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Depression may raise risk of heart attack and stroke

People with symptoms of anxiety and depression may have a greater risk of heart attack and stroke, a study has found.

Researchers say their findings add to growing evidence of a link but that further studies are needed to understand how poor mental health can lead to cardiovascular diseases.

Mental health

Experts at the Universities of Edinburgh and Queensland analysed data from more than 220,000 people who took part in a major Australian study of healthy aging called 45 and Up.

Participants, who were 45 or older, had completed a questionnaire to gauge their mental health.

This asked them to indicate how often they experienced symptoms of depressions, such as feeling sad, nervous, hopeless or tired for no apparent reason.

Heart disease

The team looked at information from people who had not experienced a heart attack or stroke at the start of the study.

They categorised participants into three levels of psychological distress – low, medium and high – and looked at rates of heart disease and stroke in each of the groups.

Risk rise

During the four years of the study, the overall risk of having a heart attack or stroke rose with each level of psychological distress, the team found.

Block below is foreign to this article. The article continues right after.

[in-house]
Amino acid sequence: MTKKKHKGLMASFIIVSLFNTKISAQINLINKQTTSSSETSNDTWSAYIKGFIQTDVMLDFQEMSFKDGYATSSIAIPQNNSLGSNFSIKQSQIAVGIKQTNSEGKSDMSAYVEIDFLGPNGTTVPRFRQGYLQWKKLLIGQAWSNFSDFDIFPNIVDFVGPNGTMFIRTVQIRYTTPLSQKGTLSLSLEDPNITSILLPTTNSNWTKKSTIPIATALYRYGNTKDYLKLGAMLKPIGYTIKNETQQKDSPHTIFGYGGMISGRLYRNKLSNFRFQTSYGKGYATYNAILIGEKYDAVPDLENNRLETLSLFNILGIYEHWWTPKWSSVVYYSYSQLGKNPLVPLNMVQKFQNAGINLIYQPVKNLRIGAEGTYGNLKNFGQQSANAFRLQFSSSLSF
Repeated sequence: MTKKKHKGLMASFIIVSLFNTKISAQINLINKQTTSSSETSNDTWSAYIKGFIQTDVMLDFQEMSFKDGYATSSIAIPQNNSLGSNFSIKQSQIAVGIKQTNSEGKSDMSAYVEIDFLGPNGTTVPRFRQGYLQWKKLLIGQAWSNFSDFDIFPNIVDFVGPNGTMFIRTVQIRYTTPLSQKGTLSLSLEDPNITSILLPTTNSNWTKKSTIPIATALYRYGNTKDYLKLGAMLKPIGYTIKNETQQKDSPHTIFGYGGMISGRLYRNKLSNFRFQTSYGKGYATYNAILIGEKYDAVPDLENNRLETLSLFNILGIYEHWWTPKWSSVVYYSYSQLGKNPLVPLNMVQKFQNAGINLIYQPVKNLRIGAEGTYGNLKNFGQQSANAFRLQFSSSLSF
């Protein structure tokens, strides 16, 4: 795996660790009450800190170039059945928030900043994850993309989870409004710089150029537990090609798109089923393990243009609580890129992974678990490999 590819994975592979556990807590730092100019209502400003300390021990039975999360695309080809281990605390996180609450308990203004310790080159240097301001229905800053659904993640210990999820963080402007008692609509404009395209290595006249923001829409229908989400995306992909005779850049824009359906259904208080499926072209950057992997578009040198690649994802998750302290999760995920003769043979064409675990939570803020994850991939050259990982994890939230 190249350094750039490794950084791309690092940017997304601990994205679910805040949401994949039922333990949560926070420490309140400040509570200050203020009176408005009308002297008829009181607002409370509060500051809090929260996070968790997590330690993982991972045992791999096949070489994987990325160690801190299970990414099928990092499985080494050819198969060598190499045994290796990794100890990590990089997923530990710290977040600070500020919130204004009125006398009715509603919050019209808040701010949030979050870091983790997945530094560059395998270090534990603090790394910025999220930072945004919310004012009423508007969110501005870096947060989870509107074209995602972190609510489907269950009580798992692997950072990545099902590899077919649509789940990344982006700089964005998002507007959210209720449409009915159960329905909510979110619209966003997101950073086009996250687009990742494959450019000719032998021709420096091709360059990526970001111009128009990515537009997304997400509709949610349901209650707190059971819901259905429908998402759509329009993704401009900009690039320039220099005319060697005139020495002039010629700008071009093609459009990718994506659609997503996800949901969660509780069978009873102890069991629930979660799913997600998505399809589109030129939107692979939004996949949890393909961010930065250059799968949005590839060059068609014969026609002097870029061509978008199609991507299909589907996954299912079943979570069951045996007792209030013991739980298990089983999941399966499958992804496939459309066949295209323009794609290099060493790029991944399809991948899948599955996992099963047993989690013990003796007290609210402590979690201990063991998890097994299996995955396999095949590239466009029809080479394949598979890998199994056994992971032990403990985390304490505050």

Men with the highest levels of distress were almost one third more likely to experience a heart attack, the study found.

The risk of stroke for women with the highest levels of distress increased by almost one half.

Lifestyle factors

These associations could not be explained by lifestyle factors, such as smoking, alcohol intake or dietary habits, the study found.

Our study provides further evidence that poor mental health can also impact on physical health. Doctors should actively screen people with mental health problems for signs of cardiovascular disease, so they can be treated appropriately to help manage their risk.

Dr Caroline JacksonChancellor’s Fellow, Usher Institute

The research is published in the journal Circulation: Cardiovascular Quality and Outcomes. The 45 and Up study is managed by the Sax Institute in Australia.

Related links

Journal article

Edinburgh Medical School